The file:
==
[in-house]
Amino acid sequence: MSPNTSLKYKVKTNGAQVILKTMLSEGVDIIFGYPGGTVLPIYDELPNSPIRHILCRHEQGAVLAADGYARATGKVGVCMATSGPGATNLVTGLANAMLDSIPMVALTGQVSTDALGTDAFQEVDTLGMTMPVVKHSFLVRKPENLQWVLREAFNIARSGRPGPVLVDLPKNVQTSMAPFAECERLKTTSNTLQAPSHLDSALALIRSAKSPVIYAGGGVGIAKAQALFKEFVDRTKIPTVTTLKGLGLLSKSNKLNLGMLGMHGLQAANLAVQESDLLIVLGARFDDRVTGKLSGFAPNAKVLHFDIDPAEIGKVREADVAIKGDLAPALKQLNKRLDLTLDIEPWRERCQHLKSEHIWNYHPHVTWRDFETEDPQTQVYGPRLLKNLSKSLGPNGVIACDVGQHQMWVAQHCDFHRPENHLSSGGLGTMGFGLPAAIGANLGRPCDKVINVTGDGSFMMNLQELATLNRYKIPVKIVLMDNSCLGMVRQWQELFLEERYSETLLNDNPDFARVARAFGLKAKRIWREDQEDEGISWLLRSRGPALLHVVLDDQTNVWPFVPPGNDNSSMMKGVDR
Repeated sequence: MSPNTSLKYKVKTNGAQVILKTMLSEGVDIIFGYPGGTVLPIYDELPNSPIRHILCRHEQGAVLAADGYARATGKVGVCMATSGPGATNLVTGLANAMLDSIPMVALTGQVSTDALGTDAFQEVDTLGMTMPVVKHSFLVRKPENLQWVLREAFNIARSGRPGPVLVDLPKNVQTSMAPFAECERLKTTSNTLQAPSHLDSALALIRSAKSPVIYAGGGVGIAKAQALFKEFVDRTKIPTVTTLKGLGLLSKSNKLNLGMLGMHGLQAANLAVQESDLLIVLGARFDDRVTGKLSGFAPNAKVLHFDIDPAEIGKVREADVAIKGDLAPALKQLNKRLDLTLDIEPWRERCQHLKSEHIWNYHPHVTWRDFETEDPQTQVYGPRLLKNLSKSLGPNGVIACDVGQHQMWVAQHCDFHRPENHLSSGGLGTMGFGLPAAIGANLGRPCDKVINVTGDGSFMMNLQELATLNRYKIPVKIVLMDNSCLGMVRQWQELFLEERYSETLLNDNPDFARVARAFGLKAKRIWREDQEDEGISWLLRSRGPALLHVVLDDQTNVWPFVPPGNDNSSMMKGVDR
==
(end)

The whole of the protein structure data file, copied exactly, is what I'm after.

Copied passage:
[in-house]
Amino acid sequence: MSPNTSLKYKVKTNGAQVILKTMLSEGVDIIFGYPGGTVLPIYDELPNSPIRHILCRHEQGAVLAADGYARATGKVGVCMATSGPGATNLVTGLANAMLDSIPMVALTGQVSTDALGTDAFQEVDTLGMTMPVVKHSFLVRKPENLQWVLREAFNIARSGRPGPVLVDLPKNVQTSMAPFAECERLKTTSNTLQAPSHLDSALALIRSAKSPVIYAGGGVGIAKAQALFKEFVDRTKIPTVTTLKGLGLLSKSNKLNLGMLGMHGLQAANLAVQESDLLIVLGARFDDRVTGKLSGFAPNAKVLHFDIDPAEIGKVREADVAIKGDLAPALKQLNKRLDLTLDIEPWRERCQHLKSEHIWNYHPHVTWRDFETEDPQTQVYGPRLLKNLSKSLGPNGVIACDVGQHQMWVAQHCDFHRPENHLSSGGLGTMGFGLPAAIGANLGRPCDKVINVTGDGSFMMNLQELATLNRYKIPVKIVLMDNSCLGMVRQWQELFLEERYSETLLNDNPDFARVARAFGLKAKRIWREDQEDEGISWLLRSRGPALLHVVLDDQTNVWPFVPPGNDNSSMMKGVDR
Repeated sequence: MSPNTSLKYKVKTNGAQVILKTMLSEGVDIIFGYPGGTVLPIYDELPNSPIRHILCRHEQGAVLAADGYARATGKVGVCMATSGPGATNLVTGLANAMLDSIPMVALTGQVSTDALGTDAFQEVDTLGMTMPVVKHSFLVRKPENLQWVLREAFNIARSGRPGPVLVDLPKNVQTSMAPFAECERLKTTSNTLQAPSHLDSALALIRSAKSPVIYAGGGVGIAKAQALFKEFVDRTKIPTVTTLKGLGLLSKSNKLNLGMLGMHGLQAANLAVQESDLLIVLGARFDDRVTGKLSGFAPNAKVLHFDIDPAEIGKVREADVAIKGDLAPALKQLNKRLDLTLDIEPWRERCQHLKSEHIWNYHPHVTWRDFETEDPQTQVYGPRLLKNLSKSLGPNGVIACDVGQHQMWVAQHCDFHRPENHLSSGGLGTMGFGLPAAIGANLGRPCDKVINVTGDGSFMMNLQELATLNRYKIPVKIVLMDNSCLGMVRQWQELFLEERYSETLLNDNPDFARVARAFGLKAKRIWREDQEDEGISWLLRSRGPALLHVVLDDQTNVWPFVPPGNDNSSMMKGVDR